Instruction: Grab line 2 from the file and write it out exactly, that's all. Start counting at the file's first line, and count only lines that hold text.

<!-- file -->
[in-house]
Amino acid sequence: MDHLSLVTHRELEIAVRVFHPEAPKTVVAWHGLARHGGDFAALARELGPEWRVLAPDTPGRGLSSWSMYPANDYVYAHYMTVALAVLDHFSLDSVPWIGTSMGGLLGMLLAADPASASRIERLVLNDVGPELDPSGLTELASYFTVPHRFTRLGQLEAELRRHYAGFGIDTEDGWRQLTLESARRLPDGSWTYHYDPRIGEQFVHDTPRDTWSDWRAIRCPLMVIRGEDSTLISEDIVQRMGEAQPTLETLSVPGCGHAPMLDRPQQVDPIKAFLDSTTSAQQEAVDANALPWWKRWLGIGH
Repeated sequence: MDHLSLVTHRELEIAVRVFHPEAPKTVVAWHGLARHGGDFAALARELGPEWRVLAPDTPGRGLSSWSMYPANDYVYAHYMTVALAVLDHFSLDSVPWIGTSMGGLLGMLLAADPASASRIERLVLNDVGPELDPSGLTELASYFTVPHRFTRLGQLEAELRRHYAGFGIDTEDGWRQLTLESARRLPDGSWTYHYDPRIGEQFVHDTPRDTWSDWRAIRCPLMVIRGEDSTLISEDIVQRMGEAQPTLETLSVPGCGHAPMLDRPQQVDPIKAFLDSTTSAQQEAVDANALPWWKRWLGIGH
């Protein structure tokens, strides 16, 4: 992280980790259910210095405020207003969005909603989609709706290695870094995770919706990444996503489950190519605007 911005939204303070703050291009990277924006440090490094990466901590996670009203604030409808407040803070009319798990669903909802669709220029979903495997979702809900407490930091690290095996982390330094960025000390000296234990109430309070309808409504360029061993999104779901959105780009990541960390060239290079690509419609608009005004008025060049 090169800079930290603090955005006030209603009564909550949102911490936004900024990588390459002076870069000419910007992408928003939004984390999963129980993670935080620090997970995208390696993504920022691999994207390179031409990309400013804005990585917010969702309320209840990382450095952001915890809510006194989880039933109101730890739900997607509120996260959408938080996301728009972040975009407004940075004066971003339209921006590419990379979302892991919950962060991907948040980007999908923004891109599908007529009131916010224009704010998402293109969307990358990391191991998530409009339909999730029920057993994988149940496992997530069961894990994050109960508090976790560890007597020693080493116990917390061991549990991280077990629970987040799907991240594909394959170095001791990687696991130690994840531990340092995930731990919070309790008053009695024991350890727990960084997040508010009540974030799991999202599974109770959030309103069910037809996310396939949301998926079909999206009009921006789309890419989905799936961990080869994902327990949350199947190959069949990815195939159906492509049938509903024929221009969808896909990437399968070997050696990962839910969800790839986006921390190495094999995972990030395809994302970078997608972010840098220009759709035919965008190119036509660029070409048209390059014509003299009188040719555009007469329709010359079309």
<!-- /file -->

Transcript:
Amino acid sequence: MDHLSLVTHRELEIAVRVFHPEAPKTVVAWHGLARHGGDFAALARELGPEWRVLAPDTPGRGLSSWSMYPANDYVYAHYMTVALAVLDHFSLDSVPWIGTSMGGLLGMLLAADPASASRIERLVLNDVGPELDPSGLTELASYFTVPHRFTRLGQLEAELRRHYAGFGIDTEDGWRQLTLESARRLPDGSWTYHYDPRIGEQFVHDTPRDTWSDWRAIRCPLMVIRGEDSTLISEDIVQRMGEAQPTLETLSVPGCGHAPMLDRPQQVDPIKAFLDSTTSAQQEAVDANALPWWKRWLGIGH